#FactFridayOnMCZ ¦Christmas Edition

It’s Christmas and what better of celebrating the season than sharing facts about a moment experienced by all and sundry across different regions of the world.

On Fact Friday this Christmas edition, we shared facts on how eating starts at dawn in Chile on Christmas day, we journey to US and across Europe where children leave cookies and warm milk under the Christmas tree as light refreshment for Santa Claus as he delivers presents. Facts were also drawn from the precursor of the Christmas pudding, also the famous Christmas song Jingle Bells, Gingerbread and how Crusaders came about exotic fruit and spices which is said to be symbolic to the gifts present to baby Jesus.

Did you know?

Both in the US and in places across Europe children leave cookies and warm milk as light refreshment for Santa Claus during his long night of delivering presents. The tradition began from another custom where Christmas trees used to be decorated with food.

Did you know?

In Chile, they start to eat at Dawn of Christmas day.
This is what happens in Chile, South America, when lunch (or dinner?) starts at dawn on 25 December, after the traditional Misa del Gallo, or Mass.

Did you know?

The precursor to the Christmas pudding was a 14th-century porridge called ‘frumenty’ that was made of beef and mutton with raisins, currants, prunes, wines and spices. By the 17th century, the pudding as we know it today became popular and widely eaten.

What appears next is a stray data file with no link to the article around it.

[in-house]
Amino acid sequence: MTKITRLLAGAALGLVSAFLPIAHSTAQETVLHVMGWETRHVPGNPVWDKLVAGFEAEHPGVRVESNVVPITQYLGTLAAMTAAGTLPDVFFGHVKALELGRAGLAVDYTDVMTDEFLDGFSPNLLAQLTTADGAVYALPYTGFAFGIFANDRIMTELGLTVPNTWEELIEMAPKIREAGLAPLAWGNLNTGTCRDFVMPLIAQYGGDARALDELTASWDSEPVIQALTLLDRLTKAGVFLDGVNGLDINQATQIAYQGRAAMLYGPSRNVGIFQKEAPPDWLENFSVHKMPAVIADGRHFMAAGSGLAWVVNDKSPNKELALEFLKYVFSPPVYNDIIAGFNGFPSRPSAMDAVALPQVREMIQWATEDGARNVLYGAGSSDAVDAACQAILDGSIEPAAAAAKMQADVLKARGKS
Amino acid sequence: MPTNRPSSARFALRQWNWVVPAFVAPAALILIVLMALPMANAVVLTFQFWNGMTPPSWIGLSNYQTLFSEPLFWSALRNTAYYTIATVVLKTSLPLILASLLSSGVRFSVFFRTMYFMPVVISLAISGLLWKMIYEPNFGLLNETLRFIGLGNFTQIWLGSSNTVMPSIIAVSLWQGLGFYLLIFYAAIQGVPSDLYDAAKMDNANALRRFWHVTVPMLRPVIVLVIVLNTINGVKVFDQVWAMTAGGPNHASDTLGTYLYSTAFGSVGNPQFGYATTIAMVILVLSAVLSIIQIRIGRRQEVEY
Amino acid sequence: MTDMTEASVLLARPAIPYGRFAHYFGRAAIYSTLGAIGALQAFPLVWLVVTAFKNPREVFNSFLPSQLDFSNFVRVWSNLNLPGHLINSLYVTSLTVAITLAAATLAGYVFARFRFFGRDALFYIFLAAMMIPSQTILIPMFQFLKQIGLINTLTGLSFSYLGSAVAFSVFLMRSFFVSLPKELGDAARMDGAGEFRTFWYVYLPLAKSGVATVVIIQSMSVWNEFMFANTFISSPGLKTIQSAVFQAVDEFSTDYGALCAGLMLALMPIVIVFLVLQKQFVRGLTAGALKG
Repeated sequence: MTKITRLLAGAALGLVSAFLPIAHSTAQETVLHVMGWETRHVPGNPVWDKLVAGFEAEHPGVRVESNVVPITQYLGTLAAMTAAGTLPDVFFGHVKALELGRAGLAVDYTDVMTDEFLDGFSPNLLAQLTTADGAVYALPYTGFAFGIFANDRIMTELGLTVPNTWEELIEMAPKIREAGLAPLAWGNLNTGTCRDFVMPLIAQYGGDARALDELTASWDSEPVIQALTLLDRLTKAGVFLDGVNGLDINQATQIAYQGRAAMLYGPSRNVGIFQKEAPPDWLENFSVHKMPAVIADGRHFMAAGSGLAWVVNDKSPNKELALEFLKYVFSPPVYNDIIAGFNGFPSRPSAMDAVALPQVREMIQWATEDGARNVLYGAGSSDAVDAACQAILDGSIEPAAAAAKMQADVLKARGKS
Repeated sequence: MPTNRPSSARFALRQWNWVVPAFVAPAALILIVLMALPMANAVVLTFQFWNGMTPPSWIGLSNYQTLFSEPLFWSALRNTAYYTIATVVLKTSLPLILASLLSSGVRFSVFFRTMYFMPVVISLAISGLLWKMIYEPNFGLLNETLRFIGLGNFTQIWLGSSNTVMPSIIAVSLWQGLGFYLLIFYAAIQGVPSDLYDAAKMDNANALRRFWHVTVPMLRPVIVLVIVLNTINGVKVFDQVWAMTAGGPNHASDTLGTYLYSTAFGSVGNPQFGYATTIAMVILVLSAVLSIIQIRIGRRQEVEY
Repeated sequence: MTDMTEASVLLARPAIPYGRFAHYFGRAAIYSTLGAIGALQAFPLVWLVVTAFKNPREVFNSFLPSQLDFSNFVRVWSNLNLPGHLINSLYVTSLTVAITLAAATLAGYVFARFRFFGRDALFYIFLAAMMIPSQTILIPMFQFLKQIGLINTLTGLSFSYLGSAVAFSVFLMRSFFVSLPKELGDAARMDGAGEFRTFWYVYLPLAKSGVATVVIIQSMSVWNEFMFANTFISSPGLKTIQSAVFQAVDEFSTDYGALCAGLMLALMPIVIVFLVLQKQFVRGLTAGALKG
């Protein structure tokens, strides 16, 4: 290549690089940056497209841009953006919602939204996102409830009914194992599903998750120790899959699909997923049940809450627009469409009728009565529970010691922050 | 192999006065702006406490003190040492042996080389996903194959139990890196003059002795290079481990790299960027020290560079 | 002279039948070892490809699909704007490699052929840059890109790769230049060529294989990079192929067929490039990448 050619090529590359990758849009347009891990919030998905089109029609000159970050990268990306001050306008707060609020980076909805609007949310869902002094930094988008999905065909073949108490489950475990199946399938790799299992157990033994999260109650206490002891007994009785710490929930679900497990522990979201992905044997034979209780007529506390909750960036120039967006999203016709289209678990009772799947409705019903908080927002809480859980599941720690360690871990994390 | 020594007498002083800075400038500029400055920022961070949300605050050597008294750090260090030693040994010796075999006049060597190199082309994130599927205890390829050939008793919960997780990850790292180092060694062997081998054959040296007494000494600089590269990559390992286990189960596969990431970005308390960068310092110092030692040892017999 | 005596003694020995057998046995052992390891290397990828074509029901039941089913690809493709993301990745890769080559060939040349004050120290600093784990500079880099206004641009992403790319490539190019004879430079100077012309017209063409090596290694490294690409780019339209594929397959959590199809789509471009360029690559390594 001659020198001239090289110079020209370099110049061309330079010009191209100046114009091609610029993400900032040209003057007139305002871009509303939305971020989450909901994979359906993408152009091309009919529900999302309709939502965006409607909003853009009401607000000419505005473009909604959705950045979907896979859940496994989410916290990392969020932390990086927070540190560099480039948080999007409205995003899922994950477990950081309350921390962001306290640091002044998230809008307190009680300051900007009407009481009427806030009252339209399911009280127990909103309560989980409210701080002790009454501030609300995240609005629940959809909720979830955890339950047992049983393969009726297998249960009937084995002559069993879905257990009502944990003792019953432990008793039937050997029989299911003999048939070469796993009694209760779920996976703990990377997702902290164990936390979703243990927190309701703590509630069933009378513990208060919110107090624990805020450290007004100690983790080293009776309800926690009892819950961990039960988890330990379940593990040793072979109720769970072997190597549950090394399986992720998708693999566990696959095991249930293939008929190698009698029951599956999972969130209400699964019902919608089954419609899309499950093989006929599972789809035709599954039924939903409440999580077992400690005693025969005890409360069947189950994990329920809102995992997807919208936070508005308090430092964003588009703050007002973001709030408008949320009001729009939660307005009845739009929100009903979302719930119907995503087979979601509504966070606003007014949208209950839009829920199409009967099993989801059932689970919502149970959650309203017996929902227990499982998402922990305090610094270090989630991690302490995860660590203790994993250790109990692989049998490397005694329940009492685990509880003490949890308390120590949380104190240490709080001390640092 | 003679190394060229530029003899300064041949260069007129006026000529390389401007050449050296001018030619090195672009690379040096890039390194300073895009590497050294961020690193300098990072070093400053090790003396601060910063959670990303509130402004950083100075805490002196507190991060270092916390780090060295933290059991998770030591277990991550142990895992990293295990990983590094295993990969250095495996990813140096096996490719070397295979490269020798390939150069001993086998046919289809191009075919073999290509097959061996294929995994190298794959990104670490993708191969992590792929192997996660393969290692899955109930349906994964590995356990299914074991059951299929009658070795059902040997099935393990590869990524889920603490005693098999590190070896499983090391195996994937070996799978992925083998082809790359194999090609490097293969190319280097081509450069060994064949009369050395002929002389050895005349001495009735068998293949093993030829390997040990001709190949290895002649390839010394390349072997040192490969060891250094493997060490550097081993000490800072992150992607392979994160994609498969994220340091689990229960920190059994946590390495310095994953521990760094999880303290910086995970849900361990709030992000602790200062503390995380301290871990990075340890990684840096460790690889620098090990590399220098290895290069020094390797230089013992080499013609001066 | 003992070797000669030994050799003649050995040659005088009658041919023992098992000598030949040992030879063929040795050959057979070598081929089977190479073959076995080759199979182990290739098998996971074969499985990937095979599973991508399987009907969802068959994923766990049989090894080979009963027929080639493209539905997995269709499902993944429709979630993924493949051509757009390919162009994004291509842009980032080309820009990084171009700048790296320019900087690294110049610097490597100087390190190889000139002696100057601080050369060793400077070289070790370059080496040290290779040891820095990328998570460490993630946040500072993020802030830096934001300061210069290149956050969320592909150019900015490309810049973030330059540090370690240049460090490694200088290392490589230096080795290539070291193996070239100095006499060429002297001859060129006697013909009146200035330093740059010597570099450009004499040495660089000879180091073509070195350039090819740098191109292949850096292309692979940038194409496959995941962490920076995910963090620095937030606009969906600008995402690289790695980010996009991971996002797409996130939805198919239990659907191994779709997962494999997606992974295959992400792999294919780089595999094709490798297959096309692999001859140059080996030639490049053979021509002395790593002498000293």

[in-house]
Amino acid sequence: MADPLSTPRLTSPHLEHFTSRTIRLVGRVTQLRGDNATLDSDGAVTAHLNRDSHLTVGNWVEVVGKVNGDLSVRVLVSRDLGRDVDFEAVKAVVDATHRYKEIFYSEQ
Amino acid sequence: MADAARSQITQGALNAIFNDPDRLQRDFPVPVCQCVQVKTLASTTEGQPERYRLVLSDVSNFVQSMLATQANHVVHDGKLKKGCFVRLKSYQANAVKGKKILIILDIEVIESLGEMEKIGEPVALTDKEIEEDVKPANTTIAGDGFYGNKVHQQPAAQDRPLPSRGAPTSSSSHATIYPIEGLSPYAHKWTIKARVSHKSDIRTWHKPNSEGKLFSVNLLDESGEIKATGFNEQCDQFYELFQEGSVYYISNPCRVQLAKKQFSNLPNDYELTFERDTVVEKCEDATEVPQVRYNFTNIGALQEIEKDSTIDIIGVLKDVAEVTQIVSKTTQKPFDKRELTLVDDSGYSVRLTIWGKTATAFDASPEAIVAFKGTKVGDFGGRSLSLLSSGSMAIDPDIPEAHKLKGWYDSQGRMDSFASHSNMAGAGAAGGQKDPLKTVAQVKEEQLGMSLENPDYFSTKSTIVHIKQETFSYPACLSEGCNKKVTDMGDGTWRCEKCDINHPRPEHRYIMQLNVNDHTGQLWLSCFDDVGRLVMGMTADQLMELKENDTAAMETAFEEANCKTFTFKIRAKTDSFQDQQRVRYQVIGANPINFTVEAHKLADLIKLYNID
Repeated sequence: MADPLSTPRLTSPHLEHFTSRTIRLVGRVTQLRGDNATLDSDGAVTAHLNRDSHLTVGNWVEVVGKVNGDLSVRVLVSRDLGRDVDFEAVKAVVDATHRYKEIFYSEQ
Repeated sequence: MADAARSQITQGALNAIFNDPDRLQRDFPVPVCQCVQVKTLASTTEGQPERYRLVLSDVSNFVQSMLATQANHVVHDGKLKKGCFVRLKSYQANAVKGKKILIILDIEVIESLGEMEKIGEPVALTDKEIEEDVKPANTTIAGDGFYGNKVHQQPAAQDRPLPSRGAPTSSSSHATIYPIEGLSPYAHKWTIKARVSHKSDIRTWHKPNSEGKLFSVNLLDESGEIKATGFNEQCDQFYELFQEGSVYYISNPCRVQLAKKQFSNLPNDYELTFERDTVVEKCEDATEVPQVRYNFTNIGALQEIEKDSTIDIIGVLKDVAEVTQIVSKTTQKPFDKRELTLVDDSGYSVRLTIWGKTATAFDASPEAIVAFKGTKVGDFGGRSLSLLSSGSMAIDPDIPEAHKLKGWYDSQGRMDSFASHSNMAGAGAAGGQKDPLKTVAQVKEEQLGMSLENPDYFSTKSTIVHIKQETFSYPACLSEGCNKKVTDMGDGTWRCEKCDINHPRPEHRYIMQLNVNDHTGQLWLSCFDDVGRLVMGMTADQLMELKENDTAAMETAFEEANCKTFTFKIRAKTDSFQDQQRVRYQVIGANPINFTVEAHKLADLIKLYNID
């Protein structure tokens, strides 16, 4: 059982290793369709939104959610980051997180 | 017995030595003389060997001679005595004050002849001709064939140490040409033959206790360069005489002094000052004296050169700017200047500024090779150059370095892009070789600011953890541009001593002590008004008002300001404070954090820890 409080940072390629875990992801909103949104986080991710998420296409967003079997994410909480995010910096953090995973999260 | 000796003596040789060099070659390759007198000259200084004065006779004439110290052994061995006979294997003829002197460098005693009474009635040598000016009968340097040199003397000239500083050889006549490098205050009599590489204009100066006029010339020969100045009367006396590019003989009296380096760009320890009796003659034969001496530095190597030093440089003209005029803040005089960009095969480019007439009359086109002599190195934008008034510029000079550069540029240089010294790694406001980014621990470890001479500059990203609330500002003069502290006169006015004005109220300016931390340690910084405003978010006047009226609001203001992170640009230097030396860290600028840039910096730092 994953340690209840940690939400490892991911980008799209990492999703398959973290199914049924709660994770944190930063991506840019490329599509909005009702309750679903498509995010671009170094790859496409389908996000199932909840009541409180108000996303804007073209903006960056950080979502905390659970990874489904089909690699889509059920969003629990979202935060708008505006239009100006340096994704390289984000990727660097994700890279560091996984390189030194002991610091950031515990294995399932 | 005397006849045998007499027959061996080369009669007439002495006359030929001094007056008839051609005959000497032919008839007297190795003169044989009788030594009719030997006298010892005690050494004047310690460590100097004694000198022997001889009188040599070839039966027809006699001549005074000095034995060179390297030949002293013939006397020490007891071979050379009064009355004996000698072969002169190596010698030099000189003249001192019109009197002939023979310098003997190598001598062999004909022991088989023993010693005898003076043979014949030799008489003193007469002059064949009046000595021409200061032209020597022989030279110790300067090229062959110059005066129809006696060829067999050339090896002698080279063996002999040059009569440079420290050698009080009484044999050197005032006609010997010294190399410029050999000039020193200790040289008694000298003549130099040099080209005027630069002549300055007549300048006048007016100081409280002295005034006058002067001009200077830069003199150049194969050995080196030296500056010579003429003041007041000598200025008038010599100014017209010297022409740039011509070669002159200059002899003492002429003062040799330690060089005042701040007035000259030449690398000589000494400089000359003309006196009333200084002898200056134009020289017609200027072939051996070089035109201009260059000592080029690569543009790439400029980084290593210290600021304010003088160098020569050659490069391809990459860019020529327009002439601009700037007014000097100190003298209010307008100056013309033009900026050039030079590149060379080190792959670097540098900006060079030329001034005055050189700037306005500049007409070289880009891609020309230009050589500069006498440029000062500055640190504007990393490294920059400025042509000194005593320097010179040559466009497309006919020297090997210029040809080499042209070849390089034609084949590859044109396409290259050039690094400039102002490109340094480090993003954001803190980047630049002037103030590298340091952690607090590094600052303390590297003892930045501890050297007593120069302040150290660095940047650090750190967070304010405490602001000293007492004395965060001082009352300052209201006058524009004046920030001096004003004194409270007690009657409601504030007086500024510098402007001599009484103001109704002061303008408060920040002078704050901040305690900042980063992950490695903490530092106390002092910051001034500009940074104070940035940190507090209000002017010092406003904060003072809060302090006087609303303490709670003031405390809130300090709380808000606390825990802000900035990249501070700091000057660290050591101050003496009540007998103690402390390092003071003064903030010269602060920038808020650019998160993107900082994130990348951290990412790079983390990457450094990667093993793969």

Did you know?

Eggnog, or crow’s milk, is a Christmas alcoholic beverage that was borne from English aristocrats. The first eggnog seems to have been sipped in 1607 in the British colony of Jamestown, Virginia (USA).

Did you know?

Jingle Bells was Originally for Thanksgiving.
This popular festive song is inescapable come the holiday season. Interestingly, it was originally written to commemorate American Thanksgiving when it was written in 1850 by composer James Lord Pierpont.

Did you know?

It is thought that Britain first encountered the ingredients for the mince pie when the crusaders return from their wars in the Middle East and Asia, bring with the exotic fruits and spices. The tradition of the mince pie is possibly directly related to the ancient Roman feast of Saturnalia when Roman fathers in the Vatican were presented with sweetmeats. In any case, the spices and fruits brought by the crusaders were symbolic of the gifts present to the baby Jesus by the three Magi.

Did you know?

The history of gingerbread dates back to 992, when the bread and cakes were seasoned with spices from the East. But the ginger came only later thanks to bishop Gregory who moved from the monastery in Armenia to France


Published by My Cookery Zone

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